by Brandon Reiter
Spring ahead, but no more falling back? Changing clocks twice a year could soon be a thing of the past.
I feel that my future grandkids will think I’m insane when I try to tell them that we literally just changed the time twice a year. (That, and actually manually driving cars powered by gasoline which was the cause of many wars).
On March 15th, the Senate unanimously passed a bill that would make daylight savings time permanent in 2023. The next step is for the house to aprove it in order for President Biden to sign it into law, and all signs are looking like this will be a bipartisan* passing.
*Bipartisan means both parties agreeing on the same thing, yes, it’s a real thing.
If you’re a normal person, you probably hate daylight savings. Changing the clocks is not only annoying but messes with your sleep schedule. Look me in the eyes and find me someone who likes when it gets dark at 4:00PM.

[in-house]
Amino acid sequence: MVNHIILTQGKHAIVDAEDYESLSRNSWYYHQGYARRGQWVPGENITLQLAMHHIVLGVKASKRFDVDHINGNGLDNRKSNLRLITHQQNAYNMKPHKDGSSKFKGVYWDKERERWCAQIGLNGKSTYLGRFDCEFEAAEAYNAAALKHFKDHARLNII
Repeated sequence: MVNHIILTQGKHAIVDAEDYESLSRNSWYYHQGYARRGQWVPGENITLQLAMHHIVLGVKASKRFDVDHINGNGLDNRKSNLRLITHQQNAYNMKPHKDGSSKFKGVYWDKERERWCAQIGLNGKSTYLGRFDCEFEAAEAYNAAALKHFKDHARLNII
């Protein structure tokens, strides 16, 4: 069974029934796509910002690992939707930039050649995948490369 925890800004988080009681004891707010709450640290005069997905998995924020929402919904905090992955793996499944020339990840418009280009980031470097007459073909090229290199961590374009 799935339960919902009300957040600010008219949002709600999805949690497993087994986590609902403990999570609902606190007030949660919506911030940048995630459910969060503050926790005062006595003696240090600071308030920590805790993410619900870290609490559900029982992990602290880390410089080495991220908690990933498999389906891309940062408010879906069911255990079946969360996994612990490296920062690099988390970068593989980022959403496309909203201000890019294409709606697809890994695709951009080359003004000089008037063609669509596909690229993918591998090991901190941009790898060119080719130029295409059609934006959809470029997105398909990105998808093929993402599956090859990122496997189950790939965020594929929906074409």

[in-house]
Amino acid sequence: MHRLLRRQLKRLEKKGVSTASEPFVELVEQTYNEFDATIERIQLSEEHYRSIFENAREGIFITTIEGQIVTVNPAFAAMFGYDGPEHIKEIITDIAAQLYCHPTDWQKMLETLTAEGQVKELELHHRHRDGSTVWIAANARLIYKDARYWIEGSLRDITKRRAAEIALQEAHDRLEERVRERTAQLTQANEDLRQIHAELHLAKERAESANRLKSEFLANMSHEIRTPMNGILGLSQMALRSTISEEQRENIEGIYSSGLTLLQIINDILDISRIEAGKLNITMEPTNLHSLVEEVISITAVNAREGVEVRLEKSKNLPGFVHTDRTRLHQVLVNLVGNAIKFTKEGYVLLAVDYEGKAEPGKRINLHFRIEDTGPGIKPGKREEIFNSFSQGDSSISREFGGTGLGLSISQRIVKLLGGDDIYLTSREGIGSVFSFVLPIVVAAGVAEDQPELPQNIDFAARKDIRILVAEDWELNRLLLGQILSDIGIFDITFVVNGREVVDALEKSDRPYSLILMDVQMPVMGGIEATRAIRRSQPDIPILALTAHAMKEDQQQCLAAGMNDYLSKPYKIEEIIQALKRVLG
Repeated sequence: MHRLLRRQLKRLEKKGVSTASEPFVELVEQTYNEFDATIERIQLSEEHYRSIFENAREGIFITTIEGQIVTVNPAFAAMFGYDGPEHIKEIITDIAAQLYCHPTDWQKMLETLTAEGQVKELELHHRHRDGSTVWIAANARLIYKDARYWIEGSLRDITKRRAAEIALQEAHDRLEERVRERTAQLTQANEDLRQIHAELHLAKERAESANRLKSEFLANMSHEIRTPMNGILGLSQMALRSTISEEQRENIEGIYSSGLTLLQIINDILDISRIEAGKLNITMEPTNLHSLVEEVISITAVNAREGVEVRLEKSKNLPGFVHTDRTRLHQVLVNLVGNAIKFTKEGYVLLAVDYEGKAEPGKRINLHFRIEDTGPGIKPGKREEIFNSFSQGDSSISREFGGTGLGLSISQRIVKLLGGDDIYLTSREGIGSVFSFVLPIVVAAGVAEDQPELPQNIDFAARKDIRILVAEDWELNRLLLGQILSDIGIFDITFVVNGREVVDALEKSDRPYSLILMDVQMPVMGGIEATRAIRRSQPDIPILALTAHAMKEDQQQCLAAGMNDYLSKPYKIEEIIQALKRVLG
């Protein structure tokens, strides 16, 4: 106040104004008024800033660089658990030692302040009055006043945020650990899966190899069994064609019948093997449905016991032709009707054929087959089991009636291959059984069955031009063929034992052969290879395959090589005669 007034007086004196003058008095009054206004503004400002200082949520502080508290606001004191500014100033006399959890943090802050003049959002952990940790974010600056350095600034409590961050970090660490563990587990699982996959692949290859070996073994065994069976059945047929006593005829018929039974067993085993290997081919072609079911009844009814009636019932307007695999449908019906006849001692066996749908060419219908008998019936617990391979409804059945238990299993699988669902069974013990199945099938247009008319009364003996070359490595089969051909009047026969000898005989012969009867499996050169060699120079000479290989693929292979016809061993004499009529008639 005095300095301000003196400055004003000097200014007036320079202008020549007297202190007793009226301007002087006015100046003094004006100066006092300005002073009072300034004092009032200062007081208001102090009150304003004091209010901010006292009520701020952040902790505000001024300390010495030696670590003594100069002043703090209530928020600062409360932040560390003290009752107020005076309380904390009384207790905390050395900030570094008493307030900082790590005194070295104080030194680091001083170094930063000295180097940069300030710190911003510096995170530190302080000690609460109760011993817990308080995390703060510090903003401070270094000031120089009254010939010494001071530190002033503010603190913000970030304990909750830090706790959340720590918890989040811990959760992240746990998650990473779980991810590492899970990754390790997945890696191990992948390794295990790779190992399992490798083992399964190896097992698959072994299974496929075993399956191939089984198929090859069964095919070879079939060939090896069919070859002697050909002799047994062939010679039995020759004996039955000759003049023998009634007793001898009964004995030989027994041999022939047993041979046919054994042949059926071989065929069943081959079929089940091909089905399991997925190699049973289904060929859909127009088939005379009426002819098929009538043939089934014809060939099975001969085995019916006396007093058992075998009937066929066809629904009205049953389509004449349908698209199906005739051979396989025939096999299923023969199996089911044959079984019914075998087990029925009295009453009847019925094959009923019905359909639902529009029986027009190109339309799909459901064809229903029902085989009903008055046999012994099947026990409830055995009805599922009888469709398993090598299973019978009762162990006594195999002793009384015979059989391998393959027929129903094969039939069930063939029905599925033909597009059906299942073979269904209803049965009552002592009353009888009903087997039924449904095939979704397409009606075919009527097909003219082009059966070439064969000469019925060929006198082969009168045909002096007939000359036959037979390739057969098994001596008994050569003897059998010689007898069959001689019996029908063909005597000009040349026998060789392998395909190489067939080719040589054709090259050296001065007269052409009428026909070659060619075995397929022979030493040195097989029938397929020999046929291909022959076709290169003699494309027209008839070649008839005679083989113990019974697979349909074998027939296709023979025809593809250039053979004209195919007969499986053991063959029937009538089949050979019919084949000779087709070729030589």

However, it’s not just me ranting and complaining. Research actually does prove that the elimination of this semi-annual nuisance could prove beneficial for the economy.
Although previous studies found that very few businesses get a sales boost from shopping and spending during the later daylight savings time hours, there are certain industries that do see a benefit. Specifically, businesses that specialize in outdoor recreation realize more demand while it is light outside. Duh.
But aside from the few businesses that will see a gain in sales, the bigger economic gain will likely come from eliminating the worker productivity levels that drop as a result of the clocks changing. Studies have shown that most Americans lose an average of 40 minutes of sleep in the spring when the clocks change. This lack of sleep contributes to a decline in productivity in the days that follow. According to some estimates, the dollar value tied to this loss in worker productivity equates to more than $400 million each year.
But it’s not just losing the hour that leads to a lack of production. Adding an hour back in the fall also has leads to an 11% increase in depressive episodes, which contributes to a loss of productivity as well.